In product sales, discounts are taken in order to stimulate demand. Higher demand means more volume, which off sets the reduced price. But in services, discounts rarely generate increased demand of the services. There are a finite number of problems to be solved. Cutting your rates simply solves the problem for less profit. In fact, a McKinsey study shows that, on average, a 1 percent cut in the selling price reduces overall operating profits by 8 percent, all else being equal.
A similar study of more than 500 companies across a mix of industries shows a similar impact. A one percent improvement in fixed costs (a reduction in fixed costs) creates an operating income improvement of 2.3%; a 1% improvement in volume generates a 3.3% increase in operating income; and a 1% improvement (reduction) in variable costs generates a 7.8% income improvement. Now, what does a 1% increase in price do? It generates a whopping 11.1% improvement in operating income! That’s right. You can lower your fixed costs, increase volume and lower your variable costs and none of those efforts will have the same effect on your bottom line as will increasing your prices!
Assuming these ratios hold for law firms, if your firm’s gross margin percentage is 40% and you reduced your rates by 10% to win work from a client, you will have to increase the number of hours you bill by 30% in order to maintain the same gross margin percentage. Kind of helps to explain why ‘bill padding’ occurs in some firms. (See New York Times Article). There simply isn’t the inventory of hours, let alone the tolerance of many clients, to allow for such a drastic increase in hours.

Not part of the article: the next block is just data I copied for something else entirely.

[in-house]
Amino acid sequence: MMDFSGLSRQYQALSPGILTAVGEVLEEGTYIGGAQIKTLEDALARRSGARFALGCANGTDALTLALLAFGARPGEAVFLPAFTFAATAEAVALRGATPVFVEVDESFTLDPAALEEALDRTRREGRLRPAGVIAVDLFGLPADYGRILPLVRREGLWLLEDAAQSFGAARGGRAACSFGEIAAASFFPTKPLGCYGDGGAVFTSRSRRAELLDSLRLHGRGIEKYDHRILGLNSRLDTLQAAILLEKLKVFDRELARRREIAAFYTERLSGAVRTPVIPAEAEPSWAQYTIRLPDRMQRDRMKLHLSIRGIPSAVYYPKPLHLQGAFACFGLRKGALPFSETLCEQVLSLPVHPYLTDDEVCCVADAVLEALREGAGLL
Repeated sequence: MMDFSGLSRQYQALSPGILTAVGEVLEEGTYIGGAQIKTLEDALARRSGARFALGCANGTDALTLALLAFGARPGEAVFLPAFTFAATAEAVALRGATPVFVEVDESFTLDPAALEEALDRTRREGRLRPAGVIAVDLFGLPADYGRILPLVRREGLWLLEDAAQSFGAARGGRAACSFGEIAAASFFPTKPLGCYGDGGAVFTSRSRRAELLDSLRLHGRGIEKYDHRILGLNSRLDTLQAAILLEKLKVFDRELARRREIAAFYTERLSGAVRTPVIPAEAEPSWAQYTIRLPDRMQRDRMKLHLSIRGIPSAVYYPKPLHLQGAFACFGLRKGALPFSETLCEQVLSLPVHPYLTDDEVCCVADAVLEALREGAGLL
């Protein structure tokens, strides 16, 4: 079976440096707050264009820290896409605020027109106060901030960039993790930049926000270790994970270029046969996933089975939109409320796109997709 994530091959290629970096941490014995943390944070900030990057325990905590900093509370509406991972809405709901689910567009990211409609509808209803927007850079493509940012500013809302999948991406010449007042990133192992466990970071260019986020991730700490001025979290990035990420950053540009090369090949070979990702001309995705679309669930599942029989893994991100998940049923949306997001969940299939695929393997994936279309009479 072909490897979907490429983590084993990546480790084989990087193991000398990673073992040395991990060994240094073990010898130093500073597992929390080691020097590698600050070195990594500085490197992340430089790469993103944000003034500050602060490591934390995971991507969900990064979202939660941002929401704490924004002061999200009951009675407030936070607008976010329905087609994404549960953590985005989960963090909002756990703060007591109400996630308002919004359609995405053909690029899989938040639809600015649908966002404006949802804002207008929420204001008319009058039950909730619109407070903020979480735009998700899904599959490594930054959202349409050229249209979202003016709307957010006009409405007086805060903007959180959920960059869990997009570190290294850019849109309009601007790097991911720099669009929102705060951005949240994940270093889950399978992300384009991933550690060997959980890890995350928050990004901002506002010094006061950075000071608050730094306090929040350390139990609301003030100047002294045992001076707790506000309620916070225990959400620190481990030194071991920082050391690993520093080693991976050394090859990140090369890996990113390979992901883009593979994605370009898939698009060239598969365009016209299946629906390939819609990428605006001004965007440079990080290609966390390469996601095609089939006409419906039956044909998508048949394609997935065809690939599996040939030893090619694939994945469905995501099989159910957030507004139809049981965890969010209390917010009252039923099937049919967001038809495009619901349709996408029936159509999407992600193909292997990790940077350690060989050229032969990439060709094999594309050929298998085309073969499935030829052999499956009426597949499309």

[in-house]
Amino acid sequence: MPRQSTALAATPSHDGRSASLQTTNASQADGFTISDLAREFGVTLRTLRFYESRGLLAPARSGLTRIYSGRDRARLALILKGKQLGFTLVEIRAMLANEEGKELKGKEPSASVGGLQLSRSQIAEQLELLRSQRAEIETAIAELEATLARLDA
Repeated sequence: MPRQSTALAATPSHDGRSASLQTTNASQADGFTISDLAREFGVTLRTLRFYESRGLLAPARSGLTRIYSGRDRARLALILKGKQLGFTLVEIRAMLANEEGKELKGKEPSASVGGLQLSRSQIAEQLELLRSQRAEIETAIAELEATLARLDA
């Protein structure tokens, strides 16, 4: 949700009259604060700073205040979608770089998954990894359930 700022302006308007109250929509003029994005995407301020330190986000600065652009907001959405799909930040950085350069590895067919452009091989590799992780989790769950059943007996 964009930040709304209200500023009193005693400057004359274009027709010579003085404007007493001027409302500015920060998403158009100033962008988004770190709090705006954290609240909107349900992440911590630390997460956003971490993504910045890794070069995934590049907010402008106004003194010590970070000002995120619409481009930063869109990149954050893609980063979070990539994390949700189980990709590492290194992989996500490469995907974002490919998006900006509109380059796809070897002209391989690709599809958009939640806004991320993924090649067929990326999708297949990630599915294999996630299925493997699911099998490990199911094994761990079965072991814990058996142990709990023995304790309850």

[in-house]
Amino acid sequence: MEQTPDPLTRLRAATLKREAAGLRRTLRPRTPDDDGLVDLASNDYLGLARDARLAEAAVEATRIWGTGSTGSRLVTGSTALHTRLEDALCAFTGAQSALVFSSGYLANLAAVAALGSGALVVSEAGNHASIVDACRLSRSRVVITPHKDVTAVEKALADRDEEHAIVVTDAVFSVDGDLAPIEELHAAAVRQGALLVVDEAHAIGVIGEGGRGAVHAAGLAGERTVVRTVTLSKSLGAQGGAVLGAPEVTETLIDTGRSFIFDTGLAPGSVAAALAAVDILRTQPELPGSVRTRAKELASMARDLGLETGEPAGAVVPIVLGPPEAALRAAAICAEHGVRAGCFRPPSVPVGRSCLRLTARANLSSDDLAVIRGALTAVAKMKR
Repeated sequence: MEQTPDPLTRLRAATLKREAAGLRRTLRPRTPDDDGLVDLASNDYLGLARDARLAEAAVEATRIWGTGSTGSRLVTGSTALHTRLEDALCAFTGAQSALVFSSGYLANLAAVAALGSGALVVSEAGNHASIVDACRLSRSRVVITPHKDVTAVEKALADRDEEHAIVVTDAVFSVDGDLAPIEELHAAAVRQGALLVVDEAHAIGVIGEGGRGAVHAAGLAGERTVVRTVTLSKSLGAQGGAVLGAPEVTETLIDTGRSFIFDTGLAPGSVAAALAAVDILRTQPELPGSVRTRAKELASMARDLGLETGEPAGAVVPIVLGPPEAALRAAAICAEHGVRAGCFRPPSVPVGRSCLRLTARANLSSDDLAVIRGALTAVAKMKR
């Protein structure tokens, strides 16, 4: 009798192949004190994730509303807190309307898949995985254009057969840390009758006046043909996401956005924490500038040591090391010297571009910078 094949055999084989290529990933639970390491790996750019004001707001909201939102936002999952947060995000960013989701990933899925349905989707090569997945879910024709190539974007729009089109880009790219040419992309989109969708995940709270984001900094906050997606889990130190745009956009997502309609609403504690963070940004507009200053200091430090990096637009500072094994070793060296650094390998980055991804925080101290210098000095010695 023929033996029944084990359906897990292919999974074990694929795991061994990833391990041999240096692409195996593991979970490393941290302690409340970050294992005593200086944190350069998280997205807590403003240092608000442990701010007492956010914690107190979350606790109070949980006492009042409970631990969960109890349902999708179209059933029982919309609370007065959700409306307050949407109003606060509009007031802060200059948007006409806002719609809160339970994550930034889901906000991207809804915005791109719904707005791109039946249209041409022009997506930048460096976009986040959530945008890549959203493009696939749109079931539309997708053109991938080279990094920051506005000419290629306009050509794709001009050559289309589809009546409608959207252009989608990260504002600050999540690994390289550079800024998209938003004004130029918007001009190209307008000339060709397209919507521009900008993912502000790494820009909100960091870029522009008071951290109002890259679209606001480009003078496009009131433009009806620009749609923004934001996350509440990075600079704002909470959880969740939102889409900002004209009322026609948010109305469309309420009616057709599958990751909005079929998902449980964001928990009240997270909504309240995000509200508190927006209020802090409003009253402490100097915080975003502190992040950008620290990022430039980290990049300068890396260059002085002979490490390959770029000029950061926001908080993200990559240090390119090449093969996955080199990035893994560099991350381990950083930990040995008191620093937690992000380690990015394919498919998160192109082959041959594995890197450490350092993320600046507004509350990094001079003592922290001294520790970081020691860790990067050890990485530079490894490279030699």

Well marketed law firms don’t compete on price. They compete on work product quality, innovation, specialization, client service, geographic reach, culture, technology, attorney morale and a host of other competitive advantages. Well marketed law firms and practices provide value and set their rates and fees based on the value delivered. And they stick to those rationally set fees in the face of competitive pressures. Poorly marketed law firms are lazy. They don’t recognize that a client’s request for a discount is an acknowledgment that the client doesn’t understand the full value of the firm’s solution. And, because they lack the training to demonstrate value, they senselessly reduce their rates and fees to win a new client. And, whether consciously or not, dip into their equity pool of profits.
Discounting is ‘Proficide’.
If you'd like help avoiding 'proficide', give Eric a call at 502-693-4731. You'll find I'm an eager resource and that it costs nothing to talk.